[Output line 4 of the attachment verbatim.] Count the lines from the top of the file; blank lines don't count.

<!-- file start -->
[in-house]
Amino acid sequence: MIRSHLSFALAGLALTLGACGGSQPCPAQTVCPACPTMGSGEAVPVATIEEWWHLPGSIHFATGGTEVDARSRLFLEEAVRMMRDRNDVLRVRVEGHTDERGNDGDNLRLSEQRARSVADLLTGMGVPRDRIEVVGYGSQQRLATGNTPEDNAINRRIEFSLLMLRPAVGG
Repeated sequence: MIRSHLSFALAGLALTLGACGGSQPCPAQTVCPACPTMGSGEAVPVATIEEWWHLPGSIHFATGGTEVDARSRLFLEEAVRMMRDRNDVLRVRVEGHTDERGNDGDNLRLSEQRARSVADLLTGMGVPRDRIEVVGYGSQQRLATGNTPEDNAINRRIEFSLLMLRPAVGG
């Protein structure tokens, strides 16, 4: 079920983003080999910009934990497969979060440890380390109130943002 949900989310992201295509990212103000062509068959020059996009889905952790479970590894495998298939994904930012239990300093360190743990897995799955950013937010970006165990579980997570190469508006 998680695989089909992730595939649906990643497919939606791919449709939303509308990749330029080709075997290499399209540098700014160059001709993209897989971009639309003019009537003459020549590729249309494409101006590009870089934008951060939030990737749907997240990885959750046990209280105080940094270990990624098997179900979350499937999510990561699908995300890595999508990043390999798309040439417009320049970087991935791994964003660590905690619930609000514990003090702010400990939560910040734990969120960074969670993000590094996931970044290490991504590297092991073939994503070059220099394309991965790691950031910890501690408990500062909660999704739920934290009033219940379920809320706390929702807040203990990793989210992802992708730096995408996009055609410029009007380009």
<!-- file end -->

């Protein structure tokens, strides 16, 4: 079920983003080999910009934990497969979060440890380390109130943002 949900989310992201295509990212103000062509068959020059996009889905952790479970590894495998298939994904930012239990300093360190743990897995799955950013937010970006165990579980997570190469508006 998680695989089909992730595939649906990643497919939606791919449709939303509308990749330029080709075997290499399209540098700014160059001709993209897989971009639309003019009537003459020549590729249309494409101006590009870089934008951060939030990737749907997240990885959750046990209280105080940094270990990624098997179900979350499937999510990561699908995300890595999508990043390999798309040439417009320049970087991935791994964003660590905690619930609000514990003090702010400990939560910040734990969120960074969670993000590094996931970044290490991504590297092991073939994503070059220099394309991965790691950031910890501690408990500062909660999704739920934290009033219940379920809320706390929702807040203990990793989210992802992708730096995408996009055609410029009007380009």